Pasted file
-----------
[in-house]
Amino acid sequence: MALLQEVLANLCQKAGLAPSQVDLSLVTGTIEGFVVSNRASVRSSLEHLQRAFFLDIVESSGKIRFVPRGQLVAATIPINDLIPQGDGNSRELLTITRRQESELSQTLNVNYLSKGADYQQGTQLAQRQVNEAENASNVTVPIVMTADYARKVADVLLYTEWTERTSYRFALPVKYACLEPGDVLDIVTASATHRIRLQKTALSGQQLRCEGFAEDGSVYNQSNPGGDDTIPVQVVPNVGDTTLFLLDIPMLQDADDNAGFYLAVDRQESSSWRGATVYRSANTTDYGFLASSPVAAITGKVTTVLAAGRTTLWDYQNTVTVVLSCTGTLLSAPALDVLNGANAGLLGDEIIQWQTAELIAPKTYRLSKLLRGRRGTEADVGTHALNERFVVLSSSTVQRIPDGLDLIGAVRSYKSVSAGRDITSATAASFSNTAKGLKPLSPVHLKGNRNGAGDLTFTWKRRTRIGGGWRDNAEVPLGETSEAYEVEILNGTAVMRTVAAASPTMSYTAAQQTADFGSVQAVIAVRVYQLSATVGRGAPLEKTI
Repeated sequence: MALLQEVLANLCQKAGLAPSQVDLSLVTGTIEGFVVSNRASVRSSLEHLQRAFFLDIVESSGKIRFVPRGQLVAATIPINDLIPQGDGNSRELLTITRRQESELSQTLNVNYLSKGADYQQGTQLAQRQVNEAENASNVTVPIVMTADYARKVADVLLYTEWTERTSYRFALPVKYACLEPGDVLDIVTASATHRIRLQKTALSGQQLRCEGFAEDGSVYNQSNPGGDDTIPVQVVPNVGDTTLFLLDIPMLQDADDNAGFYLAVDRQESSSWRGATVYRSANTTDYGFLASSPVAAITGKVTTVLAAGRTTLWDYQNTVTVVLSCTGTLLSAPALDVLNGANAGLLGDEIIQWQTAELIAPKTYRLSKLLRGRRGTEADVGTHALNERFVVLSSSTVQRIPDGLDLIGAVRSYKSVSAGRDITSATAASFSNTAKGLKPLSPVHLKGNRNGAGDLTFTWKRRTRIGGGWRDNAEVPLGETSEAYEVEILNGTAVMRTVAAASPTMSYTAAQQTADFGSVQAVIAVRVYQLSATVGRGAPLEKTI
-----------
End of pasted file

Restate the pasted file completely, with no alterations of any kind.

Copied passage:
[in-house]
Amino acid sequence: MALLQEVLANLCQKAGLAPSQVDLSLVTGTIEGFVVSNRASVRSSLEHLQRAFFLDIVESSGKIRFVPRGQLVAATIPINDLIPQGDGNSRELLTITRRQESELSQTLNVNYLSKGADYQQGTQLAQRQVNEAENASNVTVPIVMTADYARKVADVLLYTEWTERTSYRFALPVKYACLEPGDVLDIVTASATHRIRLQKTALSGQQLRCEGFAEDGSVYNQSNPGGDDTIPVQVVPNVGDTTLFLLDIPMLQDADDNAGFYLAVDRQESSSWRGATVYRSANTTDYGFLASSPVAAITGKVTTVLAAGRTTLWDYQNTVTVVLSCTGTLLSAPALDVLNGANAGLLGDEIIQWQTAELIAPKTYRLSKLLRGRRGTEADVGTHALNERFVVLSSSTVQRIPDGLDLIGAVRSYKSVSAGRDITSATAASFSNTAKGLKPLSPVHLKGNRNGAGDLTFTWKRRTRIGGGWRDNAEVPLGETSEAYEVEILNGTAVMRTVAAASPTMSYTAAQQTADFGSVQAVIAVRVYQLSATVGRGAPLEKTI
Repeated sequence: MALLQEVLANLCQKAGLAPSQVDLSLVTGTIEGFVVSNRASVRSSLEHLQRAFFLDIVESSGKIRFVPRGQLVAATIPINDLIPQGDGNSRELLTITRRQESELSQTLNVNYLSKGADYQQGTQLAQRQVNEAENASNVTVPIVMTADYARKVADVLLYTEWTERTSYRFALPVKYACLEPGDVLDIVTASATHRIRLQKTALSGQQLRCEGFAEDGSVYNQSNPGGDDTIPVQVVPNVGDTTLFLLDIPMLQDADDNAGFYLAVDRQESSSWRGATVYRSANTTDYGFLASSPVAAITGKVTTVLAAGRTTLWDYQNTVTVVLSCTGTLLSAPALDVLNGANAGLLGDEIIQWQTAELIAPKTYRLSKLLRGRRGTEADVGTHALNERFVVLSSSTVQRIPDGLDLIGAVRSYKSVSAGRDITSATAASFSNTAKGLKPLSPVHLKGNRNGAGDLTFTWKRRTRIGGGWRDNAEVPLGETSEAYEVEILNGTAVMRTVAAASPTMSYTAAQQTADFGSVQAVIAVRVYQLSATVGRGAPLEKTI